‘We see this Super Bowl ad as ushering a new era for Bud Light,’ Heinerscheid told Forbes in February of the commercial
While they have gone a few days without tweeting in the past, the official Twitter account is typically active, as are their other regular social channels.
The feed had tweeted 10 times in the prior seven days and is usually active during large sporting events such as the Master’s golf tournament at the weekend.
Given that the partnership with Mulvaney was unveiled during March Madness, the annual NCAA basketball tournament, it’s notable that the brewer did not at all tweet during the University of Connecticut’s victory over San Diego State in the championship game on April 3.
Prior to her current role, Heinerscheid worked as an associate brand manager for Listerine, and afterwards headed Bud Light’s parent Anheuser-Busch’s inhouse agency for a total of seven months.
During that time, the marketing specialist claims to have created the firm’s current ‘internal influencer agency’, an approach that Bud Light now appears to be favoring with its decision to market through figures like Mulvaney.
Mulvaney – a transgender woman who during the pandemic became known on TikTok for her ‘days of girlhood’ series – has more than 10.8million followers on the platform.
Earlier this month, Bud Light – an iconic brand that has declined since merging with Belgium-based AmBev in 2016 – ignited fury by celebrating Mulvaney, sending the influencer custom-made cans featuring her face.
The gift served as the start of the since-confirmed partnership between the parties, further confirmed by an ensuing post from Mulvaney, in which she appeared to her followers naked in a bathtub drinking a Bud Light beer.
The 26-yea-old transgender activist announced the partnership in a now viral post included the hashtag ‘#budlightpartner’, and a caption that touted the cans as her ‘most prized possession’
The partnership is evidently part of Heinerscheid’s previously mentioned plans for the company, to make it more inclusive and less male-centered
Evidently part of Heinerscheid’s previously mentioned plans for the company, the now viral post included the hashtag ‘#budlightpartner’, and a caption that touted the cans as her ‘most prized possession’.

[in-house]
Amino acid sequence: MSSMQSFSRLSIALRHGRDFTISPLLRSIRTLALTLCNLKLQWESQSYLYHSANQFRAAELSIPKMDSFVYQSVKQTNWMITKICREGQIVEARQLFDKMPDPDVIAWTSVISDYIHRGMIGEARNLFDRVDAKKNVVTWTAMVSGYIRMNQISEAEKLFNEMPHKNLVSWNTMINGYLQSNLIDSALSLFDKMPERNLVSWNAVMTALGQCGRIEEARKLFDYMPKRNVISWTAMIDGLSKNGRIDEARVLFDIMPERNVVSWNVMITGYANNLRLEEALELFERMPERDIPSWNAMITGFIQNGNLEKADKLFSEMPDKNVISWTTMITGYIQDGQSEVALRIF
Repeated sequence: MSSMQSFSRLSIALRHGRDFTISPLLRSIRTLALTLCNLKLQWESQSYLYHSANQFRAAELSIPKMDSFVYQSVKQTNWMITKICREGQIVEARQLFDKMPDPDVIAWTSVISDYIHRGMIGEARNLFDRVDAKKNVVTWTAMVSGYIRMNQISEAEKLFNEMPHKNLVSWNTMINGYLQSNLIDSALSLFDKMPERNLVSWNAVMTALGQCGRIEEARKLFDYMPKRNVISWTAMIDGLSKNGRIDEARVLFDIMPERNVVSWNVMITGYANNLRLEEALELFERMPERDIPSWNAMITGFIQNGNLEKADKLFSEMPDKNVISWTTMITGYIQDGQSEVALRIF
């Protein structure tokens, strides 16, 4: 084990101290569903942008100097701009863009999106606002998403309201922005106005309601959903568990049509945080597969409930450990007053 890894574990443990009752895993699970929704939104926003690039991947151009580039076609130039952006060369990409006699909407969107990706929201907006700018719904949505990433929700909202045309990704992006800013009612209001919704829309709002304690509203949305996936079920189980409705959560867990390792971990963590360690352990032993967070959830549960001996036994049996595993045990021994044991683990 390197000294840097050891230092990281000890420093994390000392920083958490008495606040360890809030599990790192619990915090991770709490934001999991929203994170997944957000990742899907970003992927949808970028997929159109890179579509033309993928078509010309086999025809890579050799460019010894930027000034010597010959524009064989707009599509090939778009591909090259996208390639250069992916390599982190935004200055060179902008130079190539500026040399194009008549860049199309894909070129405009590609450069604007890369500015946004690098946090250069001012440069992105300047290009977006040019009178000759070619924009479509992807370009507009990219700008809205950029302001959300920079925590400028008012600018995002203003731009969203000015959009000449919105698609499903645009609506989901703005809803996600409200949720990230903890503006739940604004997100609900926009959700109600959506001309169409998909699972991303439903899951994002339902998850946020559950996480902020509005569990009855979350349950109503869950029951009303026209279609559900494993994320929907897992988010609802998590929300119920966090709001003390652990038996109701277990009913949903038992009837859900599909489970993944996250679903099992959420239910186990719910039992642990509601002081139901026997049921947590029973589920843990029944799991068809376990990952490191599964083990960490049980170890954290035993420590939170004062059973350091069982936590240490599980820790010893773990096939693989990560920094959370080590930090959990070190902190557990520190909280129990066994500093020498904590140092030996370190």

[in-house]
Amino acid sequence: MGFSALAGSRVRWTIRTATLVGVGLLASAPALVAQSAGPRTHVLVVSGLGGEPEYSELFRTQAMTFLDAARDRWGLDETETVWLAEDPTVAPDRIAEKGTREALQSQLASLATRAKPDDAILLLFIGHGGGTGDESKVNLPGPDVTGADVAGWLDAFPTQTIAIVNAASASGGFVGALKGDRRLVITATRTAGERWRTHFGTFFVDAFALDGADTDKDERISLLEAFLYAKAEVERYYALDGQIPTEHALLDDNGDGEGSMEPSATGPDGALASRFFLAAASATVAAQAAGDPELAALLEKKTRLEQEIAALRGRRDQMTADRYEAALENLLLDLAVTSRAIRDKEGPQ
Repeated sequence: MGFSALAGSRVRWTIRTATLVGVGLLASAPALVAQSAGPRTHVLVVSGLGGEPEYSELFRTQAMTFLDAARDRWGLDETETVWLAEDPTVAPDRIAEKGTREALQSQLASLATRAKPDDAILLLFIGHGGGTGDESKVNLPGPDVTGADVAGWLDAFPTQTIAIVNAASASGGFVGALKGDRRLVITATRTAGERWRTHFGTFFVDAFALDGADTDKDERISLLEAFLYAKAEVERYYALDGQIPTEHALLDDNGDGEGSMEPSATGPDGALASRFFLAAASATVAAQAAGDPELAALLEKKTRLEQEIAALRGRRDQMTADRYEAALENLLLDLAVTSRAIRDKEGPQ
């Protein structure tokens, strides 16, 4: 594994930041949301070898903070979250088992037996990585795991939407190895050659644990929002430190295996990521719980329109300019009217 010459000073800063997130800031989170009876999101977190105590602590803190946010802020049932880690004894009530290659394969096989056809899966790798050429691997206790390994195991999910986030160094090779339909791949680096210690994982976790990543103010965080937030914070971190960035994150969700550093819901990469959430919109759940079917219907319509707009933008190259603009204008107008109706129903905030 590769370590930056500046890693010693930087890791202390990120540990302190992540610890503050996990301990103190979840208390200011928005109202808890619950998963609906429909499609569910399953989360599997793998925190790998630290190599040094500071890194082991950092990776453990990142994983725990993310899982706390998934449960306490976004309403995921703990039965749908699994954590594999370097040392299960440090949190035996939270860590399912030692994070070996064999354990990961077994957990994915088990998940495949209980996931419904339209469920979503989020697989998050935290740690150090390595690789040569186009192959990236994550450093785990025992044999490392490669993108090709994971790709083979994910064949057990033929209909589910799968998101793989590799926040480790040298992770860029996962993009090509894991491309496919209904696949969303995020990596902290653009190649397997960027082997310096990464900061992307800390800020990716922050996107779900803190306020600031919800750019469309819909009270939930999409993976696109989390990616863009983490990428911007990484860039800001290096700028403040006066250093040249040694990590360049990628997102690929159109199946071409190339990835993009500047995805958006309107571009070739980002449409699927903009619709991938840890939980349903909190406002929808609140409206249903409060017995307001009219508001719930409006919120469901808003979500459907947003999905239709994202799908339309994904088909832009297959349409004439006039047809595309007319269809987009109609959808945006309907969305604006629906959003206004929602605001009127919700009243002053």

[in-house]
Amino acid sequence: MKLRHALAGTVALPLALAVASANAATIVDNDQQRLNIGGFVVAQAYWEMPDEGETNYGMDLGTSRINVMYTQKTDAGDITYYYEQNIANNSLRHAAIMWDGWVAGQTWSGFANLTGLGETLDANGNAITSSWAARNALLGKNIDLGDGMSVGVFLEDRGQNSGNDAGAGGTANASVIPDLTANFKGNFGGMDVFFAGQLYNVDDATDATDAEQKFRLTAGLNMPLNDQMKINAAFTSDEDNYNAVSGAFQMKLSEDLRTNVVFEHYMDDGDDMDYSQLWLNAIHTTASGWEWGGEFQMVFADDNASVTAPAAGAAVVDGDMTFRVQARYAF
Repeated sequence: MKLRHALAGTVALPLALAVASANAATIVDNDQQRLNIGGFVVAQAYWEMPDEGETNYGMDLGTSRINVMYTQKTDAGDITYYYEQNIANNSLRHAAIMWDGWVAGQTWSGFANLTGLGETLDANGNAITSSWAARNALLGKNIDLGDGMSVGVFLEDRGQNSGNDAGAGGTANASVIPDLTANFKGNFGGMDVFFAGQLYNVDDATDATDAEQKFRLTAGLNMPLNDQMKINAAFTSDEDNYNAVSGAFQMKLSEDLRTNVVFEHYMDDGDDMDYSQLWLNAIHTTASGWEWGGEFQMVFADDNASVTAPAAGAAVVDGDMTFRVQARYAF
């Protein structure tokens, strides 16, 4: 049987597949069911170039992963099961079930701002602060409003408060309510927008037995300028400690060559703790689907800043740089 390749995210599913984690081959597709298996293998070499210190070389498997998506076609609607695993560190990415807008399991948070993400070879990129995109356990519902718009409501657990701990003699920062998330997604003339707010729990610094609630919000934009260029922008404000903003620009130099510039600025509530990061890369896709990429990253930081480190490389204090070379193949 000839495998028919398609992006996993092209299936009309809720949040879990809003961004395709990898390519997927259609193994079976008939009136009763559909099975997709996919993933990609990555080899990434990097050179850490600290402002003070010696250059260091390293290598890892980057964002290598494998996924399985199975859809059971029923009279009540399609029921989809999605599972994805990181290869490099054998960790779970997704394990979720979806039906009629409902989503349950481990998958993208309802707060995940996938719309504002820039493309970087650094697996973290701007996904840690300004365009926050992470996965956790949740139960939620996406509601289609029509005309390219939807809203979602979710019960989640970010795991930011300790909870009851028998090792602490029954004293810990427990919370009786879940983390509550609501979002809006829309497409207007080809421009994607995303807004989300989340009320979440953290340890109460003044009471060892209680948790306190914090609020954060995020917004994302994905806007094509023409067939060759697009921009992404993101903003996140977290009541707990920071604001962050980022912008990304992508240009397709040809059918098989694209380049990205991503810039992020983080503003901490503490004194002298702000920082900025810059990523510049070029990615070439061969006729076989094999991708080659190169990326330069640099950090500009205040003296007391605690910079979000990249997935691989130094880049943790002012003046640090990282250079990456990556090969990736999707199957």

The partnered post, as well as a slew of others from the rapidly rising activist, quickly inspired backlash, with many questioning the company’s new approach under Heinerscheid, who assumed the VP role in July.
In the turmoil that ensued, Bud Light’s parent company and Heinerscheid’s former employer, Anheuser-Busch, issued a statement saying it supported the brand’s decision to work with Mulvaney, whose videos follow her journey as a trans person.
The assertion, however, failed to quell the pronounced response seen after Mulvaney’s partnered posts – which included a video posted by Kid Rock where he shot up cases of the beer in protest of the current direction of the company.
But a spokesperson for Anheuser-Busch, which unlike Bud Light is still based in in its native Missouri, said that its popular brand would continue to collaborate with a wide range of influencers to reach new customers, including Mulvaney.
‘Anheuser-Busch works with hundreds of influencers across our brands as one of many ways to authentically connect with audiences across various demographics,’ the rep said in a statement shared with several outlets last week.
It added: ‘From time to time, we produce unique commemorative cans for fans and for brand influencers, like Mulvaney. This commemorative can was a gift to celebrate a personal milestone and is not for sale to the general public.’
Onlookers are now criticizing the maneuver as a shameless publicity grab, amid the recent trend of companies going ‘woke’ to better their bottom lines.
During a podcast appearance last month, days before the Mulvaney partnership was announced, Heinerscheid said Bud Light was on the wane when she took the helm last summer, but planned to right the ship in the coming months.
To do so, the business strategist said had a ‘super clear’ mandate she was seeking to instill to ‘to evolve and elevate this incredibly iconic brand – which she also criticized for having a marketing strategy that is dated and male-focused.
‘We had this hangover, I mean Bud Light had been kind of a brand of fratty, kind of out of touch humor, and it was really important that we had another approach,’ the Wharton graduate said of the state of the company when she was took the reigns.
‘I had a really clear job to do when I took over,’ she continued. ‘It was “This brand is in decline, it’s been in a decline for a really long time.’